I have the opportunity to run same data analysis on the computing cluster (MPI+GPU) of my institution.
Until now, I have written and run my models with RStan on my personal workstation.
On the cluster I will use instead CmdStan compiled by me.
Because I’m a first-timer, does any guide (or example) exists to compile and execute a model in such environment and to check that the computational resources are well exploited?
What’s the context here?
If you’re doing a simulation study you can fire off as many independent model fits as they’ll give you cores (check the memory footprint of your runs first so you can request enough memory but usually you won’t max out a single machine). With CmdStan it’s trivial to do 1 chain per core and collect results after (just encode enough in the filename so you can recombine after. rstan is fine for post-processing the results but if you can’t get it on the cluster and want to post-process there, there are a few R packages kicking around for dealing with CmdStan output (including mine: github.com/sakrejda/stannis, it runs CmdStan models in parallel, reads and processes output (no diagnostics yet…), and because I have done a simulation study with this, it auto-generates qsub/bsub scripts…).
If you’re running some big model and trying to make it go faster you probably want to look into the threading functionality for within-machine parallelism (there can be quite a few cores on a cluster node, currently on
develop branch only) and/or wait on the MPI functionality (that lets you spread work among machines (@wds15 has put in an incredible amount of work to get it working but it might be a month or three before it gets fully merged into
So yeah, without much context that’s it.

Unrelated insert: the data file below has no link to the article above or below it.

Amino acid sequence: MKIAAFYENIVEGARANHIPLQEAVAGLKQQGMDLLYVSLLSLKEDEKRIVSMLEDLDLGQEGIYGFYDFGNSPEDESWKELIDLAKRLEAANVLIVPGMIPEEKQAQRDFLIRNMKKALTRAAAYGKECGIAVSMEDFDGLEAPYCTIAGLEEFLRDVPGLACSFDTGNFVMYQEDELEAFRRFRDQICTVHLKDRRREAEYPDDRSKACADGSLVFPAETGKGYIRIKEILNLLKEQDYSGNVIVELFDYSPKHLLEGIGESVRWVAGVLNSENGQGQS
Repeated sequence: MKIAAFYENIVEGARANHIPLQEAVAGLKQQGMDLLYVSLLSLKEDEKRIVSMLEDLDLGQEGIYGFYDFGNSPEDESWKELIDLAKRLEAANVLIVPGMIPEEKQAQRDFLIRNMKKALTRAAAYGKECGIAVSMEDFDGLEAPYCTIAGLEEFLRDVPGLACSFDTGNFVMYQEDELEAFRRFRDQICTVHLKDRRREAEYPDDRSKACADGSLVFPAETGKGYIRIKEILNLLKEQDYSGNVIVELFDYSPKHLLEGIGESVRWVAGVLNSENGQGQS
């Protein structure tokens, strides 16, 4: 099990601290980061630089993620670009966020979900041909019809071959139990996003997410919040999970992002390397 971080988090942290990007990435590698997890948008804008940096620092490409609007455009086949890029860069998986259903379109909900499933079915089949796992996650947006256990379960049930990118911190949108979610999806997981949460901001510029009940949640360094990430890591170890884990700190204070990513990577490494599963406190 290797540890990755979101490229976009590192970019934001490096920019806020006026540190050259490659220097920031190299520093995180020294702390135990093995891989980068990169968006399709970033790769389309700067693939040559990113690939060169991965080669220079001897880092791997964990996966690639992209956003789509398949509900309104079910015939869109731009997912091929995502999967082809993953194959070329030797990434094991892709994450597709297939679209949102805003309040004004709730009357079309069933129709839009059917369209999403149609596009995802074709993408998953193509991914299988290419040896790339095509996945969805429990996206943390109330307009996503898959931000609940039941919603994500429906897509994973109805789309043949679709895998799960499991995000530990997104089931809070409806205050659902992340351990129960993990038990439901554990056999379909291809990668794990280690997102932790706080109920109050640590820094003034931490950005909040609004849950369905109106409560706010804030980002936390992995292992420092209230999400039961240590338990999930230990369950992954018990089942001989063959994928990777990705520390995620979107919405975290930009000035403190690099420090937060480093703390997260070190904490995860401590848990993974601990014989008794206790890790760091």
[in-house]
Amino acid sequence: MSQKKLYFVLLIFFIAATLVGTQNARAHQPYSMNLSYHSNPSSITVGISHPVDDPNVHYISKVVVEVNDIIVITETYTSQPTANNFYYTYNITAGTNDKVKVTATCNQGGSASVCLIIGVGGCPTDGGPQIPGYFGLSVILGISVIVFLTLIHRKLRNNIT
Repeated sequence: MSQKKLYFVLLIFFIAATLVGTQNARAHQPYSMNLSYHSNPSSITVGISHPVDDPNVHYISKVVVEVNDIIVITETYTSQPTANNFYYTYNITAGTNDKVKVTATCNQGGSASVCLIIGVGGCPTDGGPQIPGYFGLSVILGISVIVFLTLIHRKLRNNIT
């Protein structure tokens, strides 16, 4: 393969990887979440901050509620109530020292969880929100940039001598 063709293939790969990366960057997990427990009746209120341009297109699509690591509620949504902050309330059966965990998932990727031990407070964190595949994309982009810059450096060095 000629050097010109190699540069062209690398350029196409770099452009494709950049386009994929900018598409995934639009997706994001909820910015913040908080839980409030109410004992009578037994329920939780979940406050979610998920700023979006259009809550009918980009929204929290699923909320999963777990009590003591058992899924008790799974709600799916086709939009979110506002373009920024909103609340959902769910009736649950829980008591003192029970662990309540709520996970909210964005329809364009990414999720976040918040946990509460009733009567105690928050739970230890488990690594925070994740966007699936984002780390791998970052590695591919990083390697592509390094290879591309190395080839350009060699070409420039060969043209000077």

Cool! That looks like a useful package. In terms of diagnostics, could you just read it in using read_stan_csv and then throw_sampler_warnings?
I think such a package would be useful to have in the stan repository and build it out. I have created such scripts myself and it sounds like others need this as well. Have u thought about integrating it with batchjobs?
I really hope that we get sooner than later MPI. The final PR for stan-math is up for review right now. Once that is in a small PR for cmdstan is needed to get this working. It feels very close.
@wds15 wrote re:
github.com/sakrejda/stannis, current branch:
tl;dr: I agree that’s why I wrote the package. I enjoy working with others and this code could move in the right direction but it has a narrow feature set and OSS cat-herding is hard.
The survivalstan package discussion is currently demonstrating the problem well. Everybody has written “something”, nobody wants to fold and actively contribute to something else but nobody has the time to do it themselves. It’s OSS chicken.
My goals for Stannis were to have something that installed easily on clusters that had R but might make it hard to install rstan. The development plan is: 1) Write well documented functions; 2) just return lists of stuff*; 3) drop rather than add dependencies; 4) re-design around well-defined objects once the re-design is obvious. This is mainly because I just need it to run my models without being a time-sink.
The main features are 1) run CmdStan based on a .yaml file; 2) save all input and output together while avoiding clobbering; 3) single-machine job-scheduling (so I can say “run 100 models on 4 cores” and come back later to look at what happened);